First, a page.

My signing pen is ready!

Here’s the book description:

Women over fifty are “the invisible woman” in American culture. In a society that reveres youth – and particularly young, sexy women – women over fifty fade into the shadows. Yet, for many women at mid-life, this is a time of flowering and coming into one’s own, sexually and otherwise. Many older women love sex and crave the intimacy it provides. For every story of a harried mother who turns her husband away at night, or the older woman who long ago lost her libido, there are legions of others whose sex drives match those of men.

A recent study found that sixty percent of women fifty to fifty-nine were sexually active, that almost fifty percent of women in their sixties were sexually active, and nearly thirty percent of those over seventy were sexually active. So, why is so little attention paid to sex and intimacy among women in later life? Other than a smattering of magazine articles and some academic books, very little has been written about women, sex and intimacy. Oh, there are plenty of how-tos: advice on vaginal dryness and pain during sex and erectile dysfunction. But there is a dearth of work written by women about their sexual experiences after fifty.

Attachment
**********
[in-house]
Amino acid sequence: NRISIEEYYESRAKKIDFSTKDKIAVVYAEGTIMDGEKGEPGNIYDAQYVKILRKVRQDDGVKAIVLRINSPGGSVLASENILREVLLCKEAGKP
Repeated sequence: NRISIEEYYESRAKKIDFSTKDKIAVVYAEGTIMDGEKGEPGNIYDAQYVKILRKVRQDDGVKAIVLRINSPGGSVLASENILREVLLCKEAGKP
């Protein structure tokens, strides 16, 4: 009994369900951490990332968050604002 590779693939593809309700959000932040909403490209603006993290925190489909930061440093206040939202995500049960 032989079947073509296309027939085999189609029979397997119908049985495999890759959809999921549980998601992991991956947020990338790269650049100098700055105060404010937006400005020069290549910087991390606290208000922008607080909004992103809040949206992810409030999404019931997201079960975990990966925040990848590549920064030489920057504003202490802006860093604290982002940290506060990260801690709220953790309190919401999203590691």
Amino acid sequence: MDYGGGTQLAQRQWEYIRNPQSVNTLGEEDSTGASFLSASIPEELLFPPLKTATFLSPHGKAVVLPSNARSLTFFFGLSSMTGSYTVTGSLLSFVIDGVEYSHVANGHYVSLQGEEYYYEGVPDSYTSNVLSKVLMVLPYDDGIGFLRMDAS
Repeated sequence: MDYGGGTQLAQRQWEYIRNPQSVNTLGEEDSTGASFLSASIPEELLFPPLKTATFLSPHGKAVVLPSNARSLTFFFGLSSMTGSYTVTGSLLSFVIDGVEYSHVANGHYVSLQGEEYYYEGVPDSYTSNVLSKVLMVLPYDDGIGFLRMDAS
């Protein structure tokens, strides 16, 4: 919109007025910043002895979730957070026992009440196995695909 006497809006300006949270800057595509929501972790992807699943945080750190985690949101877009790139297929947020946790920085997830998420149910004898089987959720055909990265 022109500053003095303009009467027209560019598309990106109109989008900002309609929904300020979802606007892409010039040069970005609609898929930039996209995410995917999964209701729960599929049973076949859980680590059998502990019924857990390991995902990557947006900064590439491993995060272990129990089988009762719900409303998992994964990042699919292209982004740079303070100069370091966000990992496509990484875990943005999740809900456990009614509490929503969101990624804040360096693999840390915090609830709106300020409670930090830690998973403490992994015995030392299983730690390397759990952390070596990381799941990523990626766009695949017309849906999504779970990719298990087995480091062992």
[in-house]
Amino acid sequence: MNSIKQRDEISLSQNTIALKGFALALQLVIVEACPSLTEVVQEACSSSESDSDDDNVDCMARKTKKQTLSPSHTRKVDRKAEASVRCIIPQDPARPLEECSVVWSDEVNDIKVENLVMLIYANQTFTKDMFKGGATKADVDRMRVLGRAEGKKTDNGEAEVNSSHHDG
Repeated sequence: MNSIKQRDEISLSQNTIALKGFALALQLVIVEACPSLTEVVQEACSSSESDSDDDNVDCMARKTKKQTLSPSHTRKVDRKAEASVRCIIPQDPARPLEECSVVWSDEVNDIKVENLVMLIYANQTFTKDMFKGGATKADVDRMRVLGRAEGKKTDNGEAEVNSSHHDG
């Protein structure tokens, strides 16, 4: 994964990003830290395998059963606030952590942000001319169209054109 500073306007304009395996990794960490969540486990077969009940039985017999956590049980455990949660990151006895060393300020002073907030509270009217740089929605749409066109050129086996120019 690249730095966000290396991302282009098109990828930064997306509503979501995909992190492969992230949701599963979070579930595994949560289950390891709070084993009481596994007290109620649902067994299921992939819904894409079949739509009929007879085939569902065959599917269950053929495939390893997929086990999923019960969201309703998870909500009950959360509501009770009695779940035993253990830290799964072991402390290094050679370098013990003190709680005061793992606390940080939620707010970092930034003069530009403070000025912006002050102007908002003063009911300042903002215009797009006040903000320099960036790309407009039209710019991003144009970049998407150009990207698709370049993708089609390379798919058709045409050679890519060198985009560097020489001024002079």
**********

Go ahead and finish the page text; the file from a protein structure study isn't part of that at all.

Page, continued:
This collection of essays and poetry is meant to bring sex after fifty for women into the open, to proclaim that it is important, it is natural and healthy and, for some women, it is absolutely necessary. Unmasked will surprise, inform, and–it is hoped–encourage all women of a certain age to (re)discover their sexuality.

I am so proud to be a contributor to this Anthology. Join me and some other randy women in Santa Barbara for a signed copy of the book and a celebratory glass of wine!

Lisa has been publishing essays for five years on the writing life, sex and relationships, and her love for horses, dogs and cowboy country. One of her essays appeared in the IPPY-award-winning anthology Unmasked: Women Write About Sex and Intimacy After Fifty, published in 2017. She lives near Boston, where she rides horses and commutes by bike to her job writing and editing technology blogs for Dell Technologies. She is currently pitching her memoir Calamity Becomes Her to literary agents and is at work on the sequel. Contact her at lisa dot demasi at gmail dot com.

 

The Dog Difference: How We’ve Made One Another Whole Again

At two years old, Lady’s ribs protruded from her coat and her belly was swollen with milk.

Like the other thirteen Labs that had arrived at a rest stop in Union, CT after the straight 12½-hour drive from Muncie, IN, she was presented to us on a crisp autumn day amid the chaos of respective adopters.